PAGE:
It is not often you get this close to a rhino. Close enough to reach out and discover that famously thick skin is surprisingly soft.
Face to face with two tons of unpredictable muscle; it is an awe-inspiring moment; in all honestly a little nerve wracking too.
For me, a once in a life-time opportunity. Within a few years will be impossible.
My encounter is with Sudan, the last surviving male Northern White - a species almost wiped from the planet by men who prize rhino horn more than the living animal.
At the Ol Pejeta range in Kenya, Sudan is under 24 hour armed guard, but the battle with the poachers is already lost.
Sudan is unable to father young; the two females with whom he shares his twilight years are unable to conceive.
What hope there is lies with an international group of conservationists and specialists who are pushing rhino science further than it has gone before to pull the Northern White back from brink of oblivion.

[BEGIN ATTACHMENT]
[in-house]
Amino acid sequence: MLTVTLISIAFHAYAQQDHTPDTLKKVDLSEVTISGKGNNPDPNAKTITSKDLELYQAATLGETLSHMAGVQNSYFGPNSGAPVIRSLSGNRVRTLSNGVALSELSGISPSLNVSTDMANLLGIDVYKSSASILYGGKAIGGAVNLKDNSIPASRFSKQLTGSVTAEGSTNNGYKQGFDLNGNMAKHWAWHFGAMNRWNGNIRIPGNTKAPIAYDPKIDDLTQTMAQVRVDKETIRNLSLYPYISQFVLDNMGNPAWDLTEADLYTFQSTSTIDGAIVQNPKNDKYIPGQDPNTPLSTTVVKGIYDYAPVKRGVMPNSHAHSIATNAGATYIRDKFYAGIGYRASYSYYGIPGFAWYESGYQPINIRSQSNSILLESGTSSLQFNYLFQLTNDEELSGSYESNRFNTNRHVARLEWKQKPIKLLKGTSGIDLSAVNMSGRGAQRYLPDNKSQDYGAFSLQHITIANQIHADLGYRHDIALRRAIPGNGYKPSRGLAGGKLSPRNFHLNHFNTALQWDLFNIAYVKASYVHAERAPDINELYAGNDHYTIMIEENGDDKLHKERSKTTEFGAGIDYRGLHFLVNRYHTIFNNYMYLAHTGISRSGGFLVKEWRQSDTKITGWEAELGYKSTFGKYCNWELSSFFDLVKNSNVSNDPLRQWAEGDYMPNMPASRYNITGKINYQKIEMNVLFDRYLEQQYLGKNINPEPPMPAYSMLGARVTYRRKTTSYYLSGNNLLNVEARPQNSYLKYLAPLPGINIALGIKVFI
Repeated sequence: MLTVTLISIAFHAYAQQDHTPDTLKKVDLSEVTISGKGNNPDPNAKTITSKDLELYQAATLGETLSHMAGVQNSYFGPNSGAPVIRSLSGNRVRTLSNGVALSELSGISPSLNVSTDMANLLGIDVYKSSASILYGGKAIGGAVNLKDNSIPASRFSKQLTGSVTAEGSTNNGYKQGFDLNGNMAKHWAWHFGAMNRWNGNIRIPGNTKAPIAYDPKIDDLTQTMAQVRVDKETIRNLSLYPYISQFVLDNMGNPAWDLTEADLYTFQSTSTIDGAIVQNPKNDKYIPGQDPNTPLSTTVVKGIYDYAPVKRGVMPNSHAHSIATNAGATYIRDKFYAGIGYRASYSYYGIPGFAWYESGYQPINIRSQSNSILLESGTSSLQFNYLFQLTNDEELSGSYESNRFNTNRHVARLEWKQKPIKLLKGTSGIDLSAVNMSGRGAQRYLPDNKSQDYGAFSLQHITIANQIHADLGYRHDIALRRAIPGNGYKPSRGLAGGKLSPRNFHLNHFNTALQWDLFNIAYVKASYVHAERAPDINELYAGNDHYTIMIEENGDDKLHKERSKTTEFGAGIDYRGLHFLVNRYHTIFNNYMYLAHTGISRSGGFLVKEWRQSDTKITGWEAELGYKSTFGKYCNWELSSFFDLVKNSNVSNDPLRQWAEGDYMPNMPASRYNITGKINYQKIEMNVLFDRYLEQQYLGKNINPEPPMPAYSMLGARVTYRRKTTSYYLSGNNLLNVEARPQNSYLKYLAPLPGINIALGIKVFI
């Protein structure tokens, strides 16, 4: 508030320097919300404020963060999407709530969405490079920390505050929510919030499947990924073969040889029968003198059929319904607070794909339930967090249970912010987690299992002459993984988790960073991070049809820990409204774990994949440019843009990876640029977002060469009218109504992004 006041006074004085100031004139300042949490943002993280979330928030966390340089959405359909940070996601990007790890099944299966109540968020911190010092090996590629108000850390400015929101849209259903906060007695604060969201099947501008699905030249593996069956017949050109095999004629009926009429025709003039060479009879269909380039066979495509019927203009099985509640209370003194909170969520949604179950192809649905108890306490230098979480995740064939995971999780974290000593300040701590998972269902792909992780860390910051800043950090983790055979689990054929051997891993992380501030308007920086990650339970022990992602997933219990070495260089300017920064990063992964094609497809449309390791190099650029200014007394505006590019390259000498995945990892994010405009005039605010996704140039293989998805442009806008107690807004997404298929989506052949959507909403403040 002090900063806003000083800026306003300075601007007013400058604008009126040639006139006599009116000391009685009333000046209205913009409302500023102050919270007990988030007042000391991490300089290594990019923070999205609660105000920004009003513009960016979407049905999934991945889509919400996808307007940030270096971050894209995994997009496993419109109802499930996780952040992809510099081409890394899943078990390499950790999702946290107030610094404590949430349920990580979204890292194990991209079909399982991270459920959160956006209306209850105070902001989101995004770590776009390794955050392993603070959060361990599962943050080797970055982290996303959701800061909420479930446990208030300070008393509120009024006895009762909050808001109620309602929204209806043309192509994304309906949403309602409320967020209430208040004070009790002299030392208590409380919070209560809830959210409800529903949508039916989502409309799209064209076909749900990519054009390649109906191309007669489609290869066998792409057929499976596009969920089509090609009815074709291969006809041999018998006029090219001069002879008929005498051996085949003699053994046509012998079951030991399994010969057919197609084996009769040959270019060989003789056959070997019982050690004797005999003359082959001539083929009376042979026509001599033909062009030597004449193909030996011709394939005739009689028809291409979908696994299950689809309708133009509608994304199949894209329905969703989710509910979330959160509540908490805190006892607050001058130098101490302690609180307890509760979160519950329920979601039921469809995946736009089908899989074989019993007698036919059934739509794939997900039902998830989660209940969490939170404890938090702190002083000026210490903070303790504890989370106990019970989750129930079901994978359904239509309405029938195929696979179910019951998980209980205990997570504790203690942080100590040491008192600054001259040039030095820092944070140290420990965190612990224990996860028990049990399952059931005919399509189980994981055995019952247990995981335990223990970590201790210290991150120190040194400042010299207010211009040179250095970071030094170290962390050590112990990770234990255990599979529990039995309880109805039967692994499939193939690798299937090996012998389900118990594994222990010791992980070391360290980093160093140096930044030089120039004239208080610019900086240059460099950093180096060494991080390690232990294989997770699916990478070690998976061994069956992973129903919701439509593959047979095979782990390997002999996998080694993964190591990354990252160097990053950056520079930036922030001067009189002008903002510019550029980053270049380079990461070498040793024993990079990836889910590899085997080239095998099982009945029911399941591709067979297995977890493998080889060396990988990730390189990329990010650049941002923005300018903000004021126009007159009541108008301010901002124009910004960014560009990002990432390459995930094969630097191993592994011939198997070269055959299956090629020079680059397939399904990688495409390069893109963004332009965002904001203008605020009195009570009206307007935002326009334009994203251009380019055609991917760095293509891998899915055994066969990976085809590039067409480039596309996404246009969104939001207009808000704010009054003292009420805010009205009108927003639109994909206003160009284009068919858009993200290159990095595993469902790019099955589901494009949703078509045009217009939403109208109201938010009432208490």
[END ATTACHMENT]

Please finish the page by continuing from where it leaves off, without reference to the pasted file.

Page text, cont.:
Their latest plan, agreed this week, is to harvest Sudan’s sperm and eggs from the Ol Pejeta females in the hope of finding a surrogate mother among another rhino species.
It’s never been done before and the know-how lags far behind the aspiration.
Which leads to the intriguing possibility of one day re-surrecting the Northern White, even if Sudan and the other survivors are dead.
"A lot of the techniques we are using are experiment," Richard Vigne of Ol Pejeta tells me.
Another member of the team is South African rhino specialist Dr Peter Morkel.
Twenty years ago, we followed his and others’ ultimately doomed efforts to save the last Northern Whites in the wild.
I ask him to look another twenty years into the future. Will there still be Northern Whites around to see?
"Personally I think it is unlikely, but I prefer to be optimistic," he says. "They are just so special. Our world would be a much poorer place without them."